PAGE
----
The Libra cryptocurrency planned by US technology giant Facebook is unlikely to become a reserve currency – one backed by central banks and used in international trade – as it may not win the necessary regulatory approvals, a report by S&P Global Ratings said.
“Libra resolves some of the main issues related to cryptocurrencies as a means of exchange and store of value and, if successful, could disrupt some financial services activities – payments and money transfers most directly,” the paper published on Wednesday said.
“The main hurdle we see to its success is whether it will receive the regulatory approvals required across the globe. We expect some divergence in the regulatory stance.”
This week the International Financial Stability Board and UK markets regulator the Financial Conduct Authority joined the Bank of England and the G7 group of advanced global economies in saying they would not allow Facebook to launch Libra without close scrutiny.
Intense examination could either lead to delays or limited scope in Libra’s initial rollout, targeted for the first half of 2020, S&P said. In addition, due to financial and macroeconomic concerns, governments “may prevent Libra from becoming a parallel source of credit creation outside central banks’ monetary policy”.
Facebook is working with 27 technology and e-payments companies, including Uber, Lyft, Visa and Mastercard, to devise a new cryptocurrency that aims to disrupt the global payments market. Using Libra, customers will be able to transfer money instantaneously and almost for free, Facebook says.
Global interest in virtual currencies has soared in recent years but market volatility – particularly in Bitcoin, the value of which had tumbled since January last year only to soar above $10,000 last week for the first time since then – has spooked investors and prompted governments and central banks to seek tougher legal frameworks to regulate their use.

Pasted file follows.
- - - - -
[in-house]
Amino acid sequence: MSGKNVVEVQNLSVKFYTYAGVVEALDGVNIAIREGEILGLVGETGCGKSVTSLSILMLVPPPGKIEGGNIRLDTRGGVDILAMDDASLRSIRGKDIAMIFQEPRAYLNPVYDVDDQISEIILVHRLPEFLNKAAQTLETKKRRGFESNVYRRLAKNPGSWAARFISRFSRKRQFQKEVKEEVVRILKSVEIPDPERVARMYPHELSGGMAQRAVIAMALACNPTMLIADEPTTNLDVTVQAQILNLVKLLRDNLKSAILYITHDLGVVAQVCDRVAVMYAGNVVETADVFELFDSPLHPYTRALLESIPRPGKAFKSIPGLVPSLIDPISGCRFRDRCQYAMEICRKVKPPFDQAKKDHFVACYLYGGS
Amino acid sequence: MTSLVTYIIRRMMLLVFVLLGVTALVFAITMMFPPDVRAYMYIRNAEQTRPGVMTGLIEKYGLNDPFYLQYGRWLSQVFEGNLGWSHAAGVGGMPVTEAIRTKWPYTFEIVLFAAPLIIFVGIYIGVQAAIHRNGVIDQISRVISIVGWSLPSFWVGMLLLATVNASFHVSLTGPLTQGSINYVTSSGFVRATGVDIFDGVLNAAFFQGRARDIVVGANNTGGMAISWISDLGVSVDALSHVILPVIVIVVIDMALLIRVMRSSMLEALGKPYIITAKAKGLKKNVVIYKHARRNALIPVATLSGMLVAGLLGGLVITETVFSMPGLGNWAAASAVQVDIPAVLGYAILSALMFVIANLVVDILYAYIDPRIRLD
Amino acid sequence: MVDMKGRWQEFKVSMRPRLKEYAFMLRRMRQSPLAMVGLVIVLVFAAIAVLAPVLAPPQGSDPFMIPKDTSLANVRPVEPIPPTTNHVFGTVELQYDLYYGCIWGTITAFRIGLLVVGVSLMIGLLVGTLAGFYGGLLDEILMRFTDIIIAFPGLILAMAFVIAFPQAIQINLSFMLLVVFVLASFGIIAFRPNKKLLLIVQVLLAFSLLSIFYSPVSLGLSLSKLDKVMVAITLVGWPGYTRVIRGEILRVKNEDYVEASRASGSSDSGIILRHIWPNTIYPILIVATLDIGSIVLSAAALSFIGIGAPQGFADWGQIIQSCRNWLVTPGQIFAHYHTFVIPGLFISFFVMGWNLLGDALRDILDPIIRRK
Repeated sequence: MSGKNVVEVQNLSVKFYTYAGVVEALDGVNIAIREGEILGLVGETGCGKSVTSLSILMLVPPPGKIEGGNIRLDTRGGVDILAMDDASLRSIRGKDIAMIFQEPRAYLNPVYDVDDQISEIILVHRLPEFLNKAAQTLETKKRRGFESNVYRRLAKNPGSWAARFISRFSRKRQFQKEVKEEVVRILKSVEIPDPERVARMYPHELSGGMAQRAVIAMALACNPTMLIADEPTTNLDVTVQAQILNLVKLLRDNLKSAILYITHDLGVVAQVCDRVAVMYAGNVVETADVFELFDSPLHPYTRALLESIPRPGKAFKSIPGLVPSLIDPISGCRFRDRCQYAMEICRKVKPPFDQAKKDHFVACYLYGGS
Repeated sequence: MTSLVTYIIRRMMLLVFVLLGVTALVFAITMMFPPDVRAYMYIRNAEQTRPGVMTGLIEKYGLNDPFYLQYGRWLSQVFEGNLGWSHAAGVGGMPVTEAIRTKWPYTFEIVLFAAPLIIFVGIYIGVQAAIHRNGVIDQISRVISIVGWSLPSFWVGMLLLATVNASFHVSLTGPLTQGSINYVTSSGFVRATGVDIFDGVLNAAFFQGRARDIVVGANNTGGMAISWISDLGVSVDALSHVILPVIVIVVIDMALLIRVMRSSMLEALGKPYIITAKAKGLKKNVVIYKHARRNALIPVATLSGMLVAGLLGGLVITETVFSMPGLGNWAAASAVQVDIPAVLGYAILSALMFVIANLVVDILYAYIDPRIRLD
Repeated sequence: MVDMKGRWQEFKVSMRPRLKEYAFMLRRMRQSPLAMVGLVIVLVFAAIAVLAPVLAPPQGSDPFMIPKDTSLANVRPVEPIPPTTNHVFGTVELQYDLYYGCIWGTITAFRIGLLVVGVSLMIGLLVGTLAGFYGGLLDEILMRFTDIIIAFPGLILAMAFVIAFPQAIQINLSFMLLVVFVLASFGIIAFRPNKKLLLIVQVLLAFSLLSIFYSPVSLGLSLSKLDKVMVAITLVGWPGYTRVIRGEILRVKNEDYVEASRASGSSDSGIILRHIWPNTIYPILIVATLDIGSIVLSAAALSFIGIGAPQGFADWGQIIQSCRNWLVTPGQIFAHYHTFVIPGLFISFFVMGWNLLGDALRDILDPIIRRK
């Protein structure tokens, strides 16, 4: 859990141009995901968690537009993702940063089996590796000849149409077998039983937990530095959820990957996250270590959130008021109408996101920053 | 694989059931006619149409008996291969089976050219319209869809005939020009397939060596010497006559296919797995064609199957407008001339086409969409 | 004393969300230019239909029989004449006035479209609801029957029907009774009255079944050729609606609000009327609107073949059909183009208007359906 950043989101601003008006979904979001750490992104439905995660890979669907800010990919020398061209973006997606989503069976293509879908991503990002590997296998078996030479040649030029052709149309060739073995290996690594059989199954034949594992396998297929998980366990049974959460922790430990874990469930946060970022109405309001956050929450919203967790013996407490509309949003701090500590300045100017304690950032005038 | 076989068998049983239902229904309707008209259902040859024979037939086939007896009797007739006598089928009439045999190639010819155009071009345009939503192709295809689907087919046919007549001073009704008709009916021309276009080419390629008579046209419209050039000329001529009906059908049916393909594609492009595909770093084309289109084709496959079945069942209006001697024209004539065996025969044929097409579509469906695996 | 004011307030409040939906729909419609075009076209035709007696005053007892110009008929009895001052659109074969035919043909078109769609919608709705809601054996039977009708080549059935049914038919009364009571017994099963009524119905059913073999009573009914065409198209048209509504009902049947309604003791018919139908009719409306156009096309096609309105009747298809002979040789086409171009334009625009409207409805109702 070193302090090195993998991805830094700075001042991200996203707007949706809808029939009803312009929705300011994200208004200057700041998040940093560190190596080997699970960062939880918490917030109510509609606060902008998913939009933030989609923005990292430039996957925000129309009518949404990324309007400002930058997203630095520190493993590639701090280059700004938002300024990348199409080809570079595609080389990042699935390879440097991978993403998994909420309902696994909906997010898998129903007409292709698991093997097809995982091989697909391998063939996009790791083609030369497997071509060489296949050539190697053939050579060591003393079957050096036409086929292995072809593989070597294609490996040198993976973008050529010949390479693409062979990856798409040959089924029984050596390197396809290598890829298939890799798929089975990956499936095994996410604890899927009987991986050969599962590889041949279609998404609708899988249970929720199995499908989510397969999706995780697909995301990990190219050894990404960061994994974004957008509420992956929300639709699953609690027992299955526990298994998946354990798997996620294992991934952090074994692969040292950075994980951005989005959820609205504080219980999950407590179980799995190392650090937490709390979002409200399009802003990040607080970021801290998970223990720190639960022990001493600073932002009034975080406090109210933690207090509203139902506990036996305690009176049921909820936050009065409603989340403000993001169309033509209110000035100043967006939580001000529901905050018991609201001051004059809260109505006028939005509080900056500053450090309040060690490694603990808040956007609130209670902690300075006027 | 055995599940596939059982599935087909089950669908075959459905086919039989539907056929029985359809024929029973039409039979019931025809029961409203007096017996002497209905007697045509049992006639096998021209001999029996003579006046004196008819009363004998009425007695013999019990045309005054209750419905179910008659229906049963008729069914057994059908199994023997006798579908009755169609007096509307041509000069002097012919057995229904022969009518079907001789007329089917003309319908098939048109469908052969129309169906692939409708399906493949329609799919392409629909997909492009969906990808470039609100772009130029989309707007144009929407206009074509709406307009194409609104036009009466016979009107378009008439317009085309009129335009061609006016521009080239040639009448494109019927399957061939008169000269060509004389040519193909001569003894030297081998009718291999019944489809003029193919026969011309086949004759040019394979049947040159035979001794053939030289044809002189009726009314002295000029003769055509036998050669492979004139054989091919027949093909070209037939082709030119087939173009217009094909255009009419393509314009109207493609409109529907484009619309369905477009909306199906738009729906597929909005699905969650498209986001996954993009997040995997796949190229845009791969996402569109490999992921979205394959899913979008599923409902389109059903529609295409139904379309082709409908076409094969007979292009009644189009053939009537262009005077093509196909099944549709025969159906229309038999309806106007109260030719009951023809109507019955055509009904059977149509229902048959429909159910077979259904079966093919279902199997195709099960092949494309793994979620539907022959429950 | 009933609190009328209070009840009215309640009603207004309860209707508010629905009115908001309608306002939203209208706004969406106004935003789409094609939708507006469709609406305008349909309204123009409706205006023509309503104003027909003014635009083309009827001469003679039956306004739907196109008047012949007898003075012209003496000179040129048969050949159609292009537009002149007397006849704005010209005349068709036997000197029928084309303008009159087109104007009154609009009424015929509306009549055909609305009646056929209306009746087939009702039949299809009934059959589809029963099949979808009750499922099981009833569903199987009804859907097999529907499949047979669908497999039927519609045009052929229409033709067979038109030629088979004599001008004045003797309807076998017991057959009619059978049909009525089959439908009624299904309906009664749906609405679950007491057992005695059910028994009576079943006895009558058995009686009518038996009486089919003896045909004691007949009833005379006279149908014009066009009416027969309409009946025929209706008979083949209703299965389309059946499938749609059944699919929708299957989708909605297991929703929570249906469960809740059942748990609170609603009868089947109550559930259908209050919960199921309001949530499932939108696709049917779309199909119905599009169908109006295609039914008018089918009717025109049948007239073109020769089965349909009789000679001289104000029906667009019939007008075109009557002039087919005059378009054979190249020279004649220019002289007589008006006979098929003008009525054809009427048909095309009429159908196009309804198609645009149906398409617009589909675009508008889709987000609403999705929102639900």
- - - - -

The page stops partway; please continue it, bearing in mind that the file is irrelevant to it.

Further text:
Each of Facebook's Libra partners has pledged to invest $10 million in the project and joined an association that would govern the Libra cryptocurrency. However, The New York Times reported on Wednesday that the pledges were non-binding and no money has changed hands. Some partners are yet to join the association until they receive greater clarity on how Libra works, the newspaper reported.
In its paper, S&P noted that no banks are among the 28 founding members of Libra. “In our view, this is either an indication of scepticism regarding its potential success and concerns about the risks association with it, or a sign of the potential negative effect Libra could have on banking business and revenue,” it said.
Libra, as proposed, offers more than traditional cryptocurrencies because it will be a "stablecoin", backed by a reserve of assets such as bank deposits and short-term government securities intended to keep its value stable. In this way, it will be similar to pegged currencies.
“Given its backing by reserve assets, the Libra can become a credible means of transaction within its ecosystem,” the S&P report said. “It can be seen as more like a payment system, similar to PayPal or WeChat, but with a currency underpinned by blockchain [the digital ledger technology underpinning Bitcoin and others].”
However, Libra’s credibility is unlikely to deepen to the extent that it becomes a reserve currency, as it would not be a long-term store of value.
“For traders, it would not make sense to hold the Libra, as they would rather hold the underlying assets and it would be costly to swap out of the Libra into individual currencies.
“The Libra is unlikely to become a widely traded safe asset,” S&P concluded.